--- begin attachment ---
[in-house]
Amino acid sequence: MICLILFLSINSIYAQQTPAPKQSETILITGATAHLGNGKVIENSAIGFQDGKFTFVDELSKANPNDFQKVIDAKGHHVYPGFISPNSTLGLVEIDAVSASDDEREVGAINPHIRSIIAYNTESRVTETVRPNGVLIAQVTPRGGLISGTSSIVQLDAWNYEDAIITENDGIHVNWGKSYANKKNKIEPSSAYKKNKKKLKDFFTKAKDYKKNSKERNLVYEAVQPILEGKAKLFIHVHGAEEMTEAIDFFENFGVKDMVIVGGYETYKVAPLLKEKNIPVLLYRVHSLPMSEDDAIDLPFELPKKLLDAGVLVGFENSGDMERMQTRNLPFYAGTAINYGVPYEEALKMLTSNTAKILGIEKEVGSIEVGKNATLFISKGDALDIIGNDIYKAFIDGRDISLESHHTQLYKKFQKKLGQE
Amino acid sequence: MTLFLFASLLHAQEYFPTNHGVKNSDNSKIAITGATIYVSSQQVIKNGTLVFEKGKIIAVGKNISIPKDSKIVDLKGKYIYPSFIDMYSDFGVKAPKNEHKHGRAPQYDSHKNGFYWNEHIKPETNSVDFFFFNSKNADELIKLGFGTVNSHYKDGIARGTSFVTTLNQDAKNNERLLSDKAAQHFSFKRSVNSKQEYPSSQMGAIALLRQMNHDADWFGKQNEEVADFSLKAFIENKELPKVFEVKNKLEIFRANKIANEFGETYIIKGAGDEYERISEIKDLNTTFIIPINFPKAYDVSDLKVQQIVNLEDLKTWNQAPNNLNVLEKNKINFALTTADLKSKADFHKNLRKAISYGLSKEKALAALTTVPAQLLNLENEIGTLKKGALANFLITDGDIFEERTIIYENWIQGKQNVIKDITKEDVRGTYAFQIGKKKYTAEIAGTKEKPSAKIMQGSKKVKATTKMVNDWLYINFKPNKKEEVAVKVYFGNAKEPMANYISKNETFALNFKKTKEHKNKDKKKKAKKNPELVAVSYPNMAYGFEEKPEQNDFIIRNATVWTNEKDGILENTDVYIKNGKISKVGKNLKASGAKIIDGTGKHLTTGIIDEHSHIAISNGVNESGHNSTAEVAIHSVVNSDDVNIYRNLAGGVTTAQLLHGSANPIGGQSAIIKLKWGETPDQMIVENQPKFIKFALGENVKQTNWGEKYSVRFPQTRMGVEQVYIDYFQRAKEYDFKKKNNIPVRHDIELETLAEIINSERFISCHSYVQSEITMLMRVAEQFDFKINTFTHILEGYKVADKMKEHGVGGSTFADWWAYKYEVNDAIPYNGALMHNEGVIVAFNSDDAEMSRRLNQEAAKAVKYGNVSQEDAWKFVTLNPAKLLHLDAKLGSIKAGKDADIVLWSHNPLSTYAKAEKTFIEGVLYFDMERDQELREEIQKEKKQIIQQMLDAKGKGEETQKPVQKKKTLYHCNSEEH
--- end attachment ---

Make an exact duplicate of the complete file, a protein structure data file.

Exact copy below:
[in-house]
Amino acid sequence: MICLILFLSINSIYAQQTPAPKQSETILITGATAHLGNGKVIENSAIGFQDGKFTFVDELSKANPNDFQKVIDAKGHHVYPGFISPNSTLGLVEIDAVSASDDEREVGAINPHIRSIIAYNTESRVTETVRPNGVLIAQVTPRGGLISGTSSIVQLDAWNYEDAIITENDGIHVNWGKSYANKKNKIEPSSAYKKNKKKLKDFFTKAKDYKKNSKERNLVYEAVQPILEGKAKLFIHVHGAEEMTEAIDFFENFGVKDMVIVGGYETYKVAPLLKEKNIPVLLYRVHSLPMSEDDAIDLPFELPKKLLDAGVLVGFENSGDMERMQTRNLPFYAGTAINYGVPYEEALKMLTSNTAKILGIEKEVGSIEVGKNATLFISKGDALDIIGNDIYKAFIDGRDISLESHHTQLYKKFQKKLGQE
Amino acid sequence: MTLFLFASLLHAQEYFPTNHGVKNSDNSKIAITGATIYVSSQQVIKNGTLVFEKGKIIAVGKNISIPKDSKIVDLKGKYIYPSFIDMYSDFGVKAPKNEHKHGRAPQYDSHKNGFYWNEHIKPETNSVDFFFFNSKNADELIKLGFGTVNSHYKDGIARGTSFVTTLNQDAKNNERLLSDKAAQHFSFKRSVNSKQEYPSSQMGAIALLRQMNHDADWFGKQNEEVADFSLKAFIENKELPKVFEVKNKLEIFRANKIANEFGETYIIKGAGDEYERISEIKDLNTTFIIPINFPKAYDVSDLKVQQIVNLEDLKTWNQAPNNLNVLEKNKINFALTTADLKSKADFHKNLRKAISYGLSKEKALAALTTVPAQLLNLENEIGTLKKGALANFLITDGDIFEERTIIYENWIQGKQNVIKDITKEDVRGTYAFQIGKKKYTAEIAGTKEKPSAKIMQGSKKVKATTKMVNDWLYINFKPNKKEEVAVKVYFGNAKEPMANYISKNETFALNFKKTKEHKNKDKKKKAKKNPELVAVSYPNMAYGFEEKPEQNDFIIRNATVWTNEKDGILENTDVYIKNGKISKVGKNLKASGAKIIDGTGKHLTTGIIDEHSHIAISNGVNESGHNSTAEVAIHSVVNSDDVNIYRNLAGGVTTAQLLHGSANPIGGQSAIIKLKWGETPDQMIVENQPKFIKFALGENVKQTNWGEKYSVRFPQTRMGVEQVYIDYFQRAKEYDFKKKNNIPVRHDIELETLAEIINSERFISCHSYVQSEITMLMRVAEQFDFKINTFTHILEGYKVADKMKEHGVGGSTFADWWAYKYEVNDAIPYNGALMHNEGVIVAFNSDDAEMSRRLNQEAAKAVKYGNVSQEDAWKFVTLNPAKLLHLDAKLGSIKAGKDADIVLWSHNPLSTYAKAEKTFIEGVLYFDMERDQELREEIQKEKKQIIQQMLDAKGKGEETQKPVQKKKTLYHCNSEEH